Proposed Trope: Copyright or Copywrong

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"Oh wait, just kidding. We haven't [shut down], since the site in question is fully legal. Unlike certain other countries, such as the one you're in, we have sane copyright laws here. But we also have polar bears roaming the streets and attacking people :-(. "

-anakata, one admin of

This response [1] from one of EA's cease and desist letters highlights one of the issues with the evolution of the modern capitalist system - the management of Intellectual Property Rights. This illuminates the difficult challenge to society in balancing the value of Mental Work to the right to Property.


Appearances in Class Readings

  • Wealth of Nations One issue that Smith does not address in his thesis is how the capitalist system can effectively market products from intellectual property.
  • Frankenstein Frankenstein himself realizes the importance of intellectual work, and devotes the greater part of his life to the procurement of this knowledge. However, he chooses not to bestow this knowledge upon anyone, thus ensuring that his "intellectual property" dies with him. This seclusion of knowledge shows how private control can limit the usefulness of intellectual property to society.
  • The Machine Stops Here, the antonym to the modern copyright system is shown. In the society depicted by The Machine Stops there are no copyrights, and intellectual property is freely shared amongst all people.

Appearances in Other Media

The conflicts of Intellectual property, and how it should be regulated, are apparent in many sources. Below are several recent outcroppings.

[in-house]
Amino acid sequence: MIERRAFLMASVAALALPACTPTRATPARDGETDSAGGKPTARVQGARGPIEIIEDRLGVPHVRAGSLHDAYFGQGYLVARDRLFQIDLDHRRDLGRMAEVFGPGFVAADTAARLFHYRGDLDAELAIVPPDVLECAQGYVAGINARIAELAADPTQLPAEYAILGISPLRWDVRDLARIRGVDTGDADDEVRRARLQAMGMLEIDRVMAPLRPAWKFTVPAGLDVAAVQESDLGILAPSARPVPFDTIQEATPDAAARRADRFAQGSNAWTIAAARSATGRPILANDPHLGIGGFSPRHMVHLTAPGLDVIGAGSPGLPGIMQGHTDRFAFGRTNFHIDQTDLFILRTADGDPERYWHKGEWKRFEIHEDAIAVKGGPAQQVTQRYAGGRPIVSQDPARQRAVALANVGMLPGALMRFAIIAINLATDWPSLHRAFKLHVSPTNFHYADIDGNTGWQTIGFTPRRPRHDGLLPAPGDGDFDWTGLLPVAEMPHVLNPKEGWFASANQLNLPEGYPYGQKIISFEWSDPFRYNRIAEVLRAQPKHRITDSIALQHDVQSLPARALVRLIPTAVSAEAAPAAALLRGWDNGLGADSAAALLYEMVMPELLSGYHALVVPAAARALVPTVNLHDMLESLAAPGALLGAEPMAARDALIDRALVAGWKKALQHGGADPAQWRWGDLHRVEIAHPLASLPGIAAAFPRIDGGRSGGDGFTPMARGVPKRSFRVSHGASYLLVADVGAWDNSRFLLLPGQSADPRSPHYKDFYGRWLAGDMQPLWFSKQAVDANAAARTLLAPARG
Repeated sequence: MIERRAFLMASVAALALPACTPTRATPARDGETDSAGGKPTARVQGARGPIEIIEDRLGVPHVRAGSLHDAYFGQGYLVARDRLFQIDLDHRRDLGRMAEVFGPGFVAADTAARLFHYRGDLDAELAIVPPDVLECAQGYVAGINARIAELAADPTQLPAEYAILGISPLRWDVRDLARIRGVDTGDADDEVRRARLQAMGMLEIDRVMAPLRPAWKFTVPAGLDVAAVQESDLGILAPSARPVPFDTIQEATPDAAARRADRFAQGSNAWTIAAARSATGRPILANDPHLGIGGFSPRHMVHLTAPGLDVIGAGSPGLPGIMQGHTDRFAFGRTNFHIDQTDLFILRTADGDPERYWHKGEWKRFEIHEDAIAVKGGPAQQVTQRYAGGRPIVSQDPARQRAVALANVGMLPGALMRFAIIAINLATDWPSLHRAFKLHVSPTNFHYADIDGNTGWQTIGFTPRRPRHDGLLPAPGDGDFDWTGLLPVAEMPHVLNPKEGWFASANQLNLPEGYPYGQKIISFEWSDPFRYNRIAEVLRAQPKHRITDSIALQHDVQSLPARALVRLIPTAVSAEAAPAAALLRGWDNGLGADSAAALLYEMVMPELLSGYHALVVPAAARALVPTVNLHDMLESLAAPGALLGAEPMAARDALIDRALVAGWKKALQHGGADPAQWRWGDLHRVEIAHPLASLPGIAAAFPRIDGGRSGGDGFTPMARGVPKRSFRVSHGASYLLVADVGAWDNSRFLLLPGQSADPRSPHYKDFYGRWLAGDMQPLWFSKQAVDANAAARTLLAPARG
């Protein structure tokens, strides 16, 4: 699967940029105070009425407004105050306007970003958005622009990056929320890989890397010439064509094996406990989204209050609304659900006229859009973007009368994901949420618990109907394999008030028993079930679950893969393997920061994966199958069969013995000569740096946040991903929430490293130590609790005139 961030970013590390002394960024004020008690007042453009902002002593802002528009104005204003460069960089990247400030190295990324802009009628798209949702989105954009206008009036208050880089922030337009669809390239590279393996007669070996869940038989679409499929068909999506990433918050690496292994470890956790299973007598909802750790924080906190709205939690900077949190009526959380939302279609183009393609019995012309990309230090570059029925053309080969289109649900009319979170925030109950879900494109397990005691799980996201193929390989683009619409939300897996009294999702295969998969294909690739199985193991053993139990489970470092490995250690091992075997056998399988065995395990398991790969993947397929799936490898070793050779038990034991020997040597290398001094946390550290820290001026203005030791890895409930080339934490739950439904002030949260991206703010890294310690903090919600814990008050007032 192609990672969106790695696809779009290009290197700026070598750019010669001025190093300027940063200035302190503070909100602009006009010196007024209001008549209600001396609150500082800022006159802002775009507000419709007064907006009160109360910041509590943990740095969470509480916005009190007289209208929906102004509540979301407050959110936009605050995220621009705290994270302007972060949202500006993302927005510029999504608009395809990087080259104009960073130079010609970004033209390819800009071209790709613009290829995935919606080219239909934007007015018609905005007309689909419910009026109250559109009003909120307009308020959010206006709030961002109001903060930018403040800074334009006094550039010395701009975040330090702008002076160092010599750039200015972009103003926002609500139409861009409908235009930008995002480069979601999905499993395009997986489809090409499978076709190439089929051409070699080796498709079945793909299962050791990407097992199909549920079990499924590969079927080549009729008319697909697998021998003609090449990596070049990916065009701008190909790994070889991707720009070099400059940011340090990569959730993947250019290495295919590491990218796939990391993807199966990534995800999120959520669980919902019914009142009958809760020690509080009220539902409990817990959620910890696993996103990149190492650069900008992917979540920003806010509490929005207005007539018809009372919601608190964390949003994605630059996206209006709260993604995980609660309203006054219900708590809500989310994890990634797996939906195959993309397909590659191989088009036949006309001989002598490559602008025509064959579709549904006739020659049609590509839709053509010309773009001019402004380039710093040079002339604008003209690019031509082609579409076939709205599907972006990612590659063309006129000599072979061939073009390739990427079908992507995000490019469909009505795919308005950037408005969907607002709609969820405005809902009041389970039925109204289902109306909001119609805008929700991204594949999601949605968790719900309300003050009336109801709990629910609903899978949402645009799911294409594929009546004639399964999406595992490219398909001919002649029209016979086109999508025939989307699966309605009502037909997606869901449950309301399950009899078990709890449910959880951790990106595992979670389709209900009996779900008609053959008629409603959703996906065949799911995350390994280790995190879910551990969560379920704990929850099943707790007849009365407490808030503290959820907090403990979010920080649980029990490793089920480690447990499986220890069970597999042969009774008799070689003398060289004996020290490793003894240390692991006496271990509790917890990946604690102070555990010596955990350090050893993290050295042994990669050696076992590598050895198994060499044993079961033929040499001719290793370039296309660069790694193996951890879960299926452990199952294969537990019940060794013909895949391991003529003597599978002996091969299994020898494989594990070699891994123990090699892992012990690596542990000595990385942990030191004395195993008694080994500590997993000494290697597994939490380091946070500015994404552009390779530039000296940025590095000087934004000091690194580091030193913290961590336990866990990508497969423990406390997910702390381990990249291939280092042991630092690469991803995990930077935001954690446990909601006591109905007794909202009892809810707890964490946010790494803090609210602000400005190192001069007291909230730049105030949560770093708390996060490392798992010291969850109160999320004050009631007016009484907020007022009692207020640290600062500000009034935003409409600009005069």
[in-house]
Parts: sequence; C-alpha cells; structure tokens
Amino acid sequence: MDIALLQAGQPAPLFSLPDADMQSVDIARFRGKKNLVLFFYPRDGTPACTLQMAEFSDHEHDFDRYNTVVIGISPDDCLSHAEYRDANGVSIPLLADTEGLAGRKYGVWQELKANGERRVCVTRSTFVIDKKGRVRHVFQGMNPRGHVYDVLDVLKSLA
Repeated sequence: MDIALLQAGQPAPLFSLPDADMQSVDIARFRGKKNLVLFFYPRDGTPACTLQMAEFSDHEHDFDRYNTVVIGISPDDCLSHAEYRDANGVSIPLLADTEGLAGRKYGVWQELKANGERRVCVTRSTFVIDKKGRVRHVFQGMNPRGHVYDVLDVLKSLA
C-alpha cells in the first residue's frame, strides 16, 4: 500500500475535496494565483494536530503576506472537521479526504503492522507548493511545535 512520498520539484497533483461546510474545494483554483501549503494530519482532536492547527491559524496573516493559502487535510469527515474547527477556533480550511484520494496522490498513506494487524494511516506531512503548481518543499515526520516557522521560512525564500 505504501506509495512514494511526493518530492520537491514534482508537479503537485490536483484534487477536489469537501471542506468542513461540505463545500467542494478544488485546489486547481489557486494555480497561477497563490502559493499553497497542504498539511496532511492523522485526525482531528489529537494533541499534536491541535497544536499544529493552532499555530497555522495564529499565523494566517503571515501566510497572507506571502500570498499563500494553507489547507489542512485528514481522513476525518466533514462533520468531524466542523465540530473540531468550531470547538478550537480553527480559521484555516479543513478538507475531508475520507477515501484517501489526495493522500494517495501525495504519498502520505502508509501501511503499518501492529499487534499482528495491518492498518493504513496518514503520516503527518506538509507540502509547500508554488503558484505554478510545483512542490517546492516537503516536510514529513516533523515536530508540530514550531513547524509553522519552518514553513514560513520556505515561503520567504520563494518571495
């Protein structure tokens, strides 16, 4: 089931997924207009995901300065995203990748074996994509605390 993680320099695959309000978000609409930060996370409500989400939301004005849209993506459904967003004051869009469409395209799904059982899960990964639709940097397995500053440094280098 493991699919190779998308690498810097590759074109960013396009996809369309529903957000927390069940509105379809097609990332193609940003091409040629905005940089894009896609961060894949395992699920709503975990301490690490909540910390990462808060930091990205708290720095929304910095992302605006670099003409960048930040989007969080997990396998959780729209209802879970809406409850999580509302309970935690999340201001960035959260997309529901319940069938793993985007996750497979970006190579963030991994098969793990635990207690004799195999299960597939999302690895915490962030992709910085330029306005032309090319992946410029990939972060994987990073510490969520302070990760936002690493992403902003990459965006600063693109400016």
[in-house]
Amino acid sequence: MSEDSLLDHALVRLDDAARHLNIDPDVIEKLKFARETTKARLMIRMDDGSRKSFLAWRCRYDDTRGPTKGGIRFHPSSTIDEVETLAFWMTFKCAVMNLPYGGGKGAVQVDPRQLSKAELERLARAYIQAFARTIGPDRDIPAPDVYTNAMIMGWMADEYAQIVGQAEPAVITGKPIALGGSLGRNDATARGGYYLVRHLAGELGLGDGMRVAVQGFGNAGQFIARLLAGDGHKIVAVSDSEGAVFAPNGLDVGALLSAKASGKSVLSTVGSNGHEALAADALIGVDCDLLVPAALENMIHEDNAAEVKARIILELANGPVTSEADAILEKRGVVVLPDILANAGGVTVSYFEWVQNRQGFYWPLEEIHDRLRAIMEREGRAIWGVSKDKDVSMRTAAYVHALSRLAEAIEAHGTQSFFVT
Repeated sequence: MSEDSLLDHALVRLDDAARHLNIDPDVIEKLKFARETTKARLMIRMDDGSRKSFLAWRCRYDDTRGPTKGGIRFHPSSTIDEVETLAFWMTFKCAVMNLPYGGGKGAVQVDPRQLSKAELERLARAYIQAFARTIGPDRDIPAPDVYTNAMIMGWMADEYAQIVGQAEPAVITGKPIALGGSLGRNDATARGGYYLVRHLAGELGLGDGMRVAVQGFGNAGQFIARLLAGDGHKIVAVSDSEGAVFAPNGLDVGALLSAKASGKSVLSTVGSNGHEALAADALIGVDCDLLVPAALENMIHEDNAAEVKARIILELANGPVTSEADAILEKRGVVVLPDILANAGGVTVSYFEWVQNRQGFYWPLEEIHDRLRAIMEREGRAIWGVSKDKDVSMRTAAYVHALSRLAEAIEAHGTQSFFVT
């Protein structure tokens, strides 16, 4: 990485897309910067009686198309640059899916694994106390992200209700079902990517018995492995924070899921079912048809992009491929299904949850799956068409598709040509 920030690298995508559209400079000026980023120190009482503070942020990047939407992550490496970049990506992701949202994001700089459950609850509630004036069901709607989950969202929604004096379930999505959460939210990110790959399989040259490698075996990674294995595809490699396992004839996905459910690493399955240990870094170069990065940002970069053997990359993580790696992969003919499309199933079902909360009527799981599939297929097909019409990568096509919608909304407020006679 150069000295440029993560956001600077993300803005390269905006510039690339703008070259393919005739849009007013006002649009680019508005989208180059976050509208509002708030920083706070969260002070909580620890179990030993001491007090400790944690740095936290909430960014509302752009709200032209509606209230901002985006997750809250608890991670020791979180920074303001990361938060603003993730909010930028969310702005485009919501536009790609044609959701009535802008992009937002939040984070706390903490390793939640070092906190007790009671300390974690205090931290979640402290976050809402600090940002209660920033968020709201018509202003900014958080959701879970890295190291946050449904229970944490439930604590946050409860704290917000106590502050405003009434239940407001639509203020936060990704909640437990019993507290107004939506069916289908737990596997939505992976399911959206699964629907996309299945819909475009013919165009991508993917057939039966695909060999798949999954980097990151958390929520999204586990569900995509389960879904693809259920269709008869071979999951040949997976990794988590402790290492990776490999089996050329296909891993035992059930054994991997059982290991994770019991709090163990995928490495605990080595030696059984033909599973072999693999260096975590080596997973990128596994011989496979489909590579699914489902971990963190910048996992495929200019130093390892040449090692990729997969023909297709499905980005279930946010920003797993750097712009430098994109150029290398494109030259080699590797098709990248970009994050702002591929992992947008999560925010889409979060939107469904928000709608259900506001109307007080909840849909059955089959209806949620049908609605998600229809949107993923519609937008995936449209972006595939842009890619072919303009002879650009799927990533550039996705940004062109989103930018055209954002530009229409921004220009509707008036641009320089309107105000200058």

In Film

All Across the Internet

In the Music Industry

Comparisons to Other Intersections and Tropes

Chiefly, this trope intersects amongst two preexisting tropes , Mental Labor and Property.

It also contrasts with their counterparts, Physical Labor and Commons.

Trope Justification


One of the defining characteristics of the late 20th and early 21st centuries has been the shift towards the development and advancement of "intellectual goods". These serve a myriad of roles ranging from operating systems to social networking sites, to name a few. This result of the digital age, and its chief development the internet, have brought new meaning to mental work and its value to society. One of the most consequential results of the internet is its ability to transmit large amounts of data[2], instantaneously and freely. This contrasts greatly to the traditional, mine-build-ship-purchase method of traditional intellectual goods such as music and movies. In this regime, when one person downloads a song - they do not consume the resources used to create it, that is to put it on the host server, as they would with a CD. It does not cost Itunes, but a very tiny (millionths of a penny) sum to supply the bandwidth for a single song download compared to the several dollars required to press a CD and ship it out to a store. As technology advances these issues will become more and more prominent. Already there have been trends towards the digitization of previous material goods, one notable category being E books, when coupled with the advancement of wireless technology and other methods of data transfer, it is difficult to imagine just how much of today's staple goods will be transformed into intellectual items.